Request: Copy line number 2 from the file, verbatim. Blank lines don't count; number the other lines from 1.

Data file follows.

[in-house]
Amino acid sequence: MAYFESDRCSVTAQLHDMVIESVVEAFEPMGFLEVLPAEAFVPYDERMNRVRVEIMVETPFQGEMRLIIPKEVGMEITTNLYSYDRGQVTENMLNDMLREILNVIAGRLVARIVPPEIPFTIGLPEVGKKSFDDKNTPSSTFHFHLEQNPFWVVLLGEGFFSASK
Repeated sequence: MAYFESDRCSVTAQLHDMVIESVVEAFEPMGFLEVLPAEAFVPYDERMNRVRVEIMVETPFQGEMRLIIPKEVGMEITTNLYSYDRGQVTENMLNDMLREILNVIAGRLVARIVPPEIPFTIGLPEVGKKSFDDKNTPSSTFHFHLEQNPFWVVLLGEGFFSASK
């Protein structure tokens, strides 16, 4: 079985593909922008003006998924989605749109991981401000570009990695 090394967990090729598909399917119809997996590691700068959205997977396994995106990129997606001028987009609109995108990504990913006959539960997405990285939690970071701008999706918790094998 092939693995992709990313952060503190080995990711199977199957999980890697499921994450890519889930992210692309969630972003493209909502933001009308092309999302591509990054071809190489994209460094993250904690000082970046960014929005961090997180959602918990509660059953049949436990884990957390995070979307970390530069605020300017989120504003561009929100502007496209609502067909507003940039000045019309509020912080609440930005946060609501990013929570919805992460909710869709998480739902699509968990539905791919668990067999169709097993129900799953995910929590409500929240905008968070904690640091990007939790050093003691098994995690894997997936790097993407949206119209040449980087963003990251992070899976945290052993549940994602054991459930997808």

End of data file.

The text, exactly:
Amino acid sequence: MAYFESDRCSVTAQLHDMVIESVVEAFEPMGFLEVLPAEAFVPYDERMNRVRVEIMVETPFQGEMRLIIPKEVGMEITTNLYSYDRGQVTENMLNDMLREILNVIAGRLVARIVPPEIPFTIGLPEVGKKSFDDKNTPSSTFHFHLEQNPFWVVLLGEGFFSASK